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Date of Award

1989

Document Type

Thesis - Pacific Access Restricted

Degree Name

Master of Arts (M.A.)

Department

Graduate Studies

First Advisor

Jon Schamber

First Committee Member

Linda L. Nolan

Second Committee Member

Randall J. Koper

Abstract

Couples engaged to be married represent a unique stage of relational development. How they communicate and interact as they move toward a joint identity in the process of bonding was the focus of this analysis. The project represents a merging of three communication research areas: relational analysis, conversational analysis and relational development. Following a review of the relevant literature, the transcribed conversations of engaged couples in spontaneous dyadic conversation were examined. Six couples made up the sample. All participants completed the Spanier Dyadic Adjustment Scale, as well as a self-report instrument which focused on their communication behavior as a couple and demographic information. In addition, each couple recorded a 30-90 minute sample of their conversation. Research questions pertained to conversation topics, egalitarianism of the decision-making process, strategies for conflict management, and couples' self-perceptions of their decision-making and their relationship in general. With regard to conversation topics, engaged couples were found to be future-oriented and working toward consensus on a variety of significant issues. The most frequent topics of conversation were money/finances, jobs/careers, future housing plans, wedding arrangements, future lifetime goals and plans (including "talk" of children). Formulations as a conversational structure were found to help generate consensus. Couples all demonstrated elements of egalitarianism, but only one of the six couples was perceived as high egalitarian. Although there was evidence of power struggles in some of the relationships, all the couples' relationships were described as symmetrical as no individual was found to be dominant over her/his partner. Examples of both cooperative and coercive conflict management strategies were observed in the couples' conversation. A significant gender difference was found in the number of questions asked by males and females, with 75% of all observed questions being asked by the female. Self-perception of the relationship and a couple's agreeing on their perception of their relationship were seen as major factors in overall dyadic adjustment. The findings offer insight on the nature of the bonding process, egalitarian decision-making behaviors, effective communication and functional conflict management techniques.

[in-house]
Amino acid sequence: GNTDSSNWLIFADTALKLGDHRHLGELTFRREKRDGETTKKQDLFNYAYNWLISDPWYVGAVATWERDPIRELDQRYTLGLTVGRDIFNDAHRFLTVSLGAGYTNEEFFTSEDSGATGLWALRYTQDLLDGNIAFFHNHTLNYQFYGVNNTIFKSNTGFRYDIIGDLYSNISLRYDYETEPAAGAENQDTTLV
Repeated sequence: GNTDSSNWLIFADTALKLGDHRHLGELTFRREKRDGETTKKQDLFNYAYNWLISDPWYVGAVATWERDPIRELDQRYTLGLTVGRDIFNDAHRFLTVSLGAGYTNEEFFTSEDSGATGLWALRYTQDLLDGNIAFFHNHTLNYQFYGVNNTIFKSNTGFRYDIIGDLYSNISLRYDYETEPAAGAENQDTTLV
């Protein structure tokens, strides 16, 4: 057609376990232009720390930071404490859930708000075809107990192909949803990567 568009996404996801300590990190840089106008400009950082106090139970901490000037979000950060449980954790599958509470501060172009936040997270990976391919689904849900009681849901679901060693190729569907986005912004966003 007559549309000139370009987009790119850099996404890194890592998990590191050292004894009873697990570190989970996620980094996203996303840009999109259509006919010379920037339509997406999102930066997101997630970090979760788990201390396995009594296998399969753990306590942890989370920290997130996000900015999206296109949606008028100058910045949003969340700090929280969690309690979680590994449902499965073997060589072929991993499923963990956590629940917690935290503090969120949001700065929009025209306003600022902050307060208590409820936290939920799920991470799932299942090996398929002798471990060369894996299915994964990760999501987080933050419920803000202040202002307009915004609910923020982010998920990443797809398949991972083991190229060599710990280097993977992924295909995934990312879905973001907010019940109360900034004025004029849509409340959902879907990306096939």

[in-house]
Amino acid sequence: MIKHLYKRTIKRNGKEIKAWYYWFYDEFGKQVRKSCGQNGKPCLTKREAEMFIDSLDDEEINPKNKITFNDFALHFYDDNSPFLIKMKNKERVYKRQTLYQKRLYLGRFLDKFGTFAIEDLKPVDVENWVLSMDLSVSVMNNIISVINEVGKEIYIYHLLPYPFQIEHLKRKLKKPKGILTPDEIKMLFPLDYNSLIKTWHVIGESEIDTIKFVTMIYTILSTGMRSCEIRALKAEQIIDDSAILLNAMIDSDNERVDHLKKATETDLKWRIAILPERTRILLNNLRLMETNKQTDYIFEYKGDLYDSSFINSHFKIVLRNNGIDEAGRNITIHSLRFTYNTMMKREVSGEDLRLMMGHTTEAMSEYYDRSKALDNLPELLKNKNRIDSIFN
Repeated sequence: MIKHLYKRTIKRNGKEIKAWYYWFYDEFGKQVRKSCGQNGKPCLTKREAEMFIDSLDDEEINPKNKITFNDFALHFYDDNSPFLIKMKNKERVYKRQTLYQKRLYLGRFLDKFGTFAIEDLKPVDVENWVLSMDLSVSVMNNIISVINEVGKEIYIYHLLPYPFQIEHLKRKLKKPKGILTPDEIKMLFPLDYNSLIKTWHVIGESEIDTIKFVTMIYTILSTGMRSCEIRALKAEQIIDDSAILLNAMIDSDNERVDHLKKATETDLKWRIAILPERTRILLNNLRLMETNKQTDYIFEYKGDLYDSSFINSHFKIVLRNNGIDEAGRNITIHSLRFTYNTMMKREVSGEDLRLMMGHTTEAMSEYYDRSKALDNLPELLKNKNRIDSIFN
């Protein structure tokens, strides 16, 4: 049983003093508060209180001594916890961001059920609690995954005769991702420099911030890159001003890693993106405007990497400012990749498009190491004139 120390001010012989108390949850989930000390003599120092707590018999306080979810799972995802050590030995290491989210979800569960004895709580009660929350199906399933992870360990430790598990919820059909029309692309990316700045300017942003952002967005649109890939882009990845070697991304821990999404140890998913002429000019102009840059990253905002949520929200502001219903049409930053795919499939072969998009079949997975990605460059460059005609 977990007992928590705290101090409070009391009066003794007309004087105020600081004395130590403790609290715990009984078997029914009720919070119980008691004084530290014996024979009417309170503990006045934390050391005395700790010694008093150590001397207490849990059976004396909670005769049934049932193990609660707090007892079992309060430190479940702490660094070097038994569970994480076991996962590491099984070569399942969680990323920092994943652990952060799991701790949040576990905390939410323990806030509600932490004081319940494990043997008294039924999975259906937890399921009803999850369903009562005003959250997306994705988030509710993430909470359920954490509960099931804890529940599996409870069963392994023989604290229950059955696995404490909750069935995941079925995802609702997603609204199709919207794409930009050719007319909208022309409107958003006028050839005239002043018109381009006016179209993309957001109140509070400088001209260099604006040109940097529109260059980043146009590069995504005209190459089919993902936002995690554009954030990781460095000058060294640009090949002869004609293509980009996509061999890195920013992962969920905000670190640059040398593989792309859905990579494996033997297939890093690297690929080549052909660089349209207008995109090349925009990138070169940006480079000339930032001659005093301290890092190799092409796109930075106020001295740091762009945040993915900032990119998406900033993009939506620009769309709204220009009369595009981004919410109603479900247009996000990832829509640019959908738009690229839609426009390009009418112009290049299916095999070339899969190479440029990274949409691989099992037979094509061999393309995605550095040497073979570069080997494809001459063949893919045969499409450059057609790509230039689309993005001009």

Pages

157

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